While they make for nice bedtime reading, tidy and packaged histories do a disservice to policymakers who want to—who need to—understand how innovation actually occurs.
Good stuff, have a look.
The European Project NanoSafe2, funded under Framework Programme 6, has produced a new website called NanoSMILE whose general objectives are to
1. Contribute to stimulate nanomaterial risks understanding: how to make science sexy?
2. Provide the knowledge and understanding about the potentials risks associated with the production, use and future of these products.
3. Clarify and distribute expertise on Risk Management
Here’s a sample diagram from the site:
On January 22, 2009 the California Department of Toxic Substance Control (DTSC) issued a notification stating its intent to “request information regarding analytical test methods, fate and transport in the environment, and other relevant information from manufacturers of carbon nanotubes.” A manufacturer is any person or business that manufactures or imports carbon nanotubes for sale in the State. This action represents the first exercise of DTSC’s new authority, granted by Assembly Bill 289 (2006), to require chemical manufacturers to submit analytic methods for chemical detection and data on the chemicals’ properties. Citing huge data gaps in “analytical methods, toxicity, physicochemical properties, and fate and transport,” the State believes the chemical call-in program will help “develop the existing body of information on CNTs and will identify gaps in the information existing that could be filled to better protect human health and the environment.” Companies have one year to comply with the data call-in. DTSC is holding a symposium entitled NanoRegulation – Anticipating the Smallest Threats and the Largest Opportunities today in Sacramento. The meeting is being webcast for those unable to attend in person.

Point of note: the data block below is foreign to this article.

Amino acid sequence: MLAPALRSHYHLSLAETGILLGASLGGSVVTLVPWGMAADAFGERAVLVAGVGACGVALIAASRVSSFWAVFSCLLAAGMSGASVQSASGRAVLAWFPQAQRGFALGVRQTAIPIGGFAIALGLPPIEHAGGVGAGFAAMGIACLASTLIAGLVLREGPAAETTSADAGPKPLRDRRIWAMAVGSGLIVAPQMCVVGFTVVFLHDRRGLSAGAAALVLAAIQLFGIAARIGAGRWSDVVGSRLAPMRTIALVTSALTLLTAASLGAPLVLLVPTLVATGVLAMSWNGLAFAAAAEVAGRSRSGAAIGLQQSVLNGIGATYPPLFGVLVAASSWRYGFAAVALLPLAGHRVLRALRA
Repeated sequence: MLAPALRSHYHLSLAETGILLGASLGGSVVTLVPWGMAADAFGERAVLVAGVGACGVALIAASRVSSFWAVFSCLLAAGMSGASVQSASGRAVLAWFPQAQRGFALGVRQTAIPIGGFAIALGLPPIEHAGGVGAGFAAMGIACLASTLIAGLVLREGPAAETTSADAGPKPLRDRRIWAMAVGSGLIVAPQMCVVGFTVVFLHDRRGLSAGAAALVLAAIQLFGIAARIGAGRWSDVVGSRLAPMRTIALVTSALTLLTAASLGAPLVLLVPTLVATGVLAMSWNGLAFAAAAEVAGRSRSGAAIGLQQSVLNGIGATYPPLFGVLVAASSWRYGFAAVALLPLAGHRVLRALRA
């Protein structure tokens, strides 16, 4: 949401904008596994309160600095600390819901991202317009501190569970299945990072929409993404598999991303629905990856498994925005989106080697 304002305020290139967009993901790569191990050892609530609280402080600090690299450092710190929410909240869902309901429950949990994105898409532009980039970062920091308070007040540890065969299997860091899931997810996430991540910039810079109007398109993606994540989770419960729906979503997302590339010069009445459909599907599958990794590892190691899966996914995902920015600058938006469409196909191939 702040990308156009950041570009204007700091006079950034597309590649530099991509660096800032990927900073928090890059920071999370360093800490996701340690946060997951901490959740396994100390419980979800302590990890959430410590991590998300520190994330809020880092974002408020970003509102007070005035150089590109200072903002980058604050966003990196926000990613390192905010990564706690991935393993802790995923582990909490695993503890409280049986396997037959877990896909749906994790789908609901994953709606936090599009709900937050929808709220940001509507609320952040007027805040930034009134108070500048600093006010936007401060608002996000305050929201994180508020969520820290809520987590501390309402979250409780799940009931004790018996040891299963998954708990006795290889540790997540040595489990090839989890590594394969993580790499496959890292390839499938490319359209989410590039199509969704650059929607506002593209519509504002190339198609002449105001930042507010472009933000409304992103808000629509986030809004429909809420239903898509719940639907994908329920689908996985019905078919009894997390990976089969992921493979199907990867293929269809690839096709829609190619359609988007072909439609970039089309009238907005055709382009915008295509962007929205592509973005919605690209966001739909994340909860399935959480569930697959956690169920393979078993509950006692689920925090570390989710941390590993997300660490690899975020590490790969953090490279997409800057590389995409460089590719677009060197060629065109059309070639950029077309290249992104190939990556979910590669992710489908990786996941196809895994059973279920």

In other news the University of California at Los Angeles will host a Working Conference on Nanotech Regulatory Policy on April 17, 2009. The Conference will bring together an interdisciplinary group of scholars and researchers, policymakers, non-governmental organizations, and businesses for action-oriented workshop panels on the science and policy of nanotechnology. The goal of the Conference is to critically evaluate several specific policy proposals for responding to the potential public health and environmental impacts of nanotechnology. In particular, the Conference will examine three categories of policy responses across several panels: (1) Reliance on existing regulatory programs (with or without amendment); (2) Development of innovative “nano-specific” regulatory programs; (3) Reliance upon “private” regulation (e.g., industry initiatives, insurance mechanisms, etc.) The proceedings of the Conference will be published in a special edition of the UCLA Journal of Environmental Law and Policy. The proceedings will also provide the background for a policy report issued by the Conference sponsors and disseminated to policymakers, businesses and non-governmental organizations in California and nationwide.